The interpersonal compatibility of a company agent and a customer significantly affects the outcome of their communication. In existing research, however, compatibility has been studied only in terms of the similarity in personality and values. That is, agents and customers were compared only on the same dimensions that make up their personality and values, e.g., on the same trait of the Big Five (compared agent's Extraversion and customer's Extraversion) or same values as per Schwartz's Basic Values (agent's Conformity and customer's Conformity). In this paper, we studied compatibility from a broader perspective, i.e., in addition to the similarity, we investigated interactions across different dimensions (e.g., an agent's Extraversion and a customer's Conformity, or the former's Extraversion and the latter's Neuroticism). Examining 7,594 real call logs collected from telemarketing call centers, we have confirmed that such different dimensional interactions significantly affect a customer making a purchase (i.e., a customer's conversion) or not. A simulation where we matched agents and customers demonstrated that our compatibility model that incorporated the interactions across different dimensions yielded significant conversion lift, i.e., +46% on the average, compared from one that used only similarity in personality and values.
Personalisation is key to creating successful digital health applications. Recent evidence links personality and preference for digital experience — suggesting that psychometric traits can be a promising basis for personalisation of digital mental health services. However, there is still little quantitative evidence from actual app usage. In this study, we explore how different personality types engage with different intervention content in a commercial mental health application. Specifically, we collected the Big Five personality traits alongside the app usage data of 126 participants using a mobile mental health app for seven days. We found that personality traits significantly correlate with the engagement and user ratings of different intervention content. These findings open a promising research avenue that can inform the personalised delivery of digital mental health content and the creation of recommender systems, ultimately improving the effectiveness of mental health interventions.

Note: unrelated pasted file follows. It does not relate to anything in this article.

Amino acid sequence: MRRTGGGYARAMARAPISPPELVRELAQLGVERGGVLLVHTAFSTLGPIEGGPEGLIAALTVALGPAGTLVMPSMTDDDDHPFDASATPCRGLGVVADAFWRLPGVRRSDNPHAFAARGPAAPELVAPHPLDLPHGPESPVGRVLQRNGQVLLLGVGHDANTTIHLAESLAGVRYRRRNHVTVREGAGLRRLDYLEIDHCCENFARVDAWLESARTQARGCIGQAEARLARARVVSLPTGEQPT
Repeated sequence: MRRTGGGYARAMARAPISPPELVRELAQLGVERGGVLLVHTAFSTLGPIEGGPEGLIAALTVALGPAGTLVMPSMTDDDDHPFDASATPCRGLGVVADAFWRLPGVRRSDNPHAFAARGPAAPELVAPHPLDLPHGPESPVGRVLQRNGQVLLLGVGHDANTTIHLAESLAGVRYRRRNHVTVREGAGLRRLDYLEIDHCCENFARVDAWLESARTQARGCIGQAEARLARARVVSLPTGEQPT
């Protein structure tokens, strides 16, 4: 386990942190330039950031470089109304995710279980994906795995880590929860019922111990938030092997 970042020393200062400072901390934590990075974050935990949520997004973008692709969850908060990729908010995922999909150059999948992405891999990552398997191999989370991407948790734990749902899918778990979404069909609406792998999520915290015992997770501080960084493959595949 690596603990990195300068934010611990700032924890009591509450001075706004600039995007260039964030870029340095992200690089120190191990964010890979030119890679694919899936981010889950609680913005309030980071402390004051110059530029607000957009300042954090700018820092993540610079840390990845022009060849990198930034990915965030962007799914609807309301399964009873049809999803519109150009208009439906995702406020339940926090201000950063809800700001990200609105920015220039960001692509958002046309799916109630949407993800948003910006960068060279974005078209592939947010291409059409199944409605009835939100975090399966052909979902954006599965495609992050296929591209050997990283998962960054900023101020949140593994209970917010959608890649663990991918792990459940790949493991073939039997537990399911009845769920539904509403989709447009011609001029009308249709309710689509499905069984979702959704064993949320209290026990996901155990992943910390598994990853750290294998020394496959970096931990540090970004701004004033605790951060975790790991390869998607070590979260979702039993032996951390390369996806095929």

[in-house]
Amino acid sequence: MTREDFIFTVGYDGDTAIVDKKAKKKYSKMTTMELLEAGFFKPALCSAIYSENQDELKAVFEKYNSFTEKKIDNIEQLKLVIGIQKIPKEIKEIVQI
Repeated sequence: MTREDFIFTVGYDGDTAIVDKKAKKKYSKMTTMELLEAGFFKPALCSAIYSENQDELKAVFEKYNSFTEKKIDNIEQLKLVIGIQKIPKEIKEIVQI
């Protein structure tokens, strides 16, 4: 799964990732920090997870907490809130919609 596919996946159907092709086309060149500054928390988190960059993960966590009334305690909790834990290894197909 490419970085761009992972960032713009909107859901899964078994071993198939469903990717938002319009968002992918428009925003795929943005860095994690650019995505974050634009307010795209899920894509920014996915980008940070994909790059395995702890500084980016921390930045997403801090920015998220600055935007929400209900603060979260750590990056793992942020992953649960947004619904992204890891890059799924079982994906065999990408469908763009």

Understanding the influence of users’ opinions on their search behavior together with their inherent biases in web search has garnered widespread interest in recent times. This is largely due to the implications of promoting critical thinking, explaining phenomena such as political polarization, or the manifestation of echo chambers. It is important to understand how personal opinions can bias users’ interaction with search results. Moreover, there is a lack of understanding of the impact of user search intents, namely non-purposeful browsing versus searching with a pre-defined goal, on users’ interactions with search results. We take a step towards bridging this knowledge gap through an empirical study in this paper. To do so, we select two controversial topics in abortion and gun control, and invite users to learn about them through ‘Purposeless’ and ‘Purposeful’ web searching. Our findings suggest that users with strong personal opinions exhibit biased interactions with the search results. However, the effect of users’ opinions on their interactions with search results can differ depending on whether users search purposelessly or with a purpose. Our findings advance the current understanding of the effect of users’ opinions in web search sessions, and show that users’ search intents shape their interaction with search results. This work has broad design implications on dealing with bias in interactive information retrieval systems.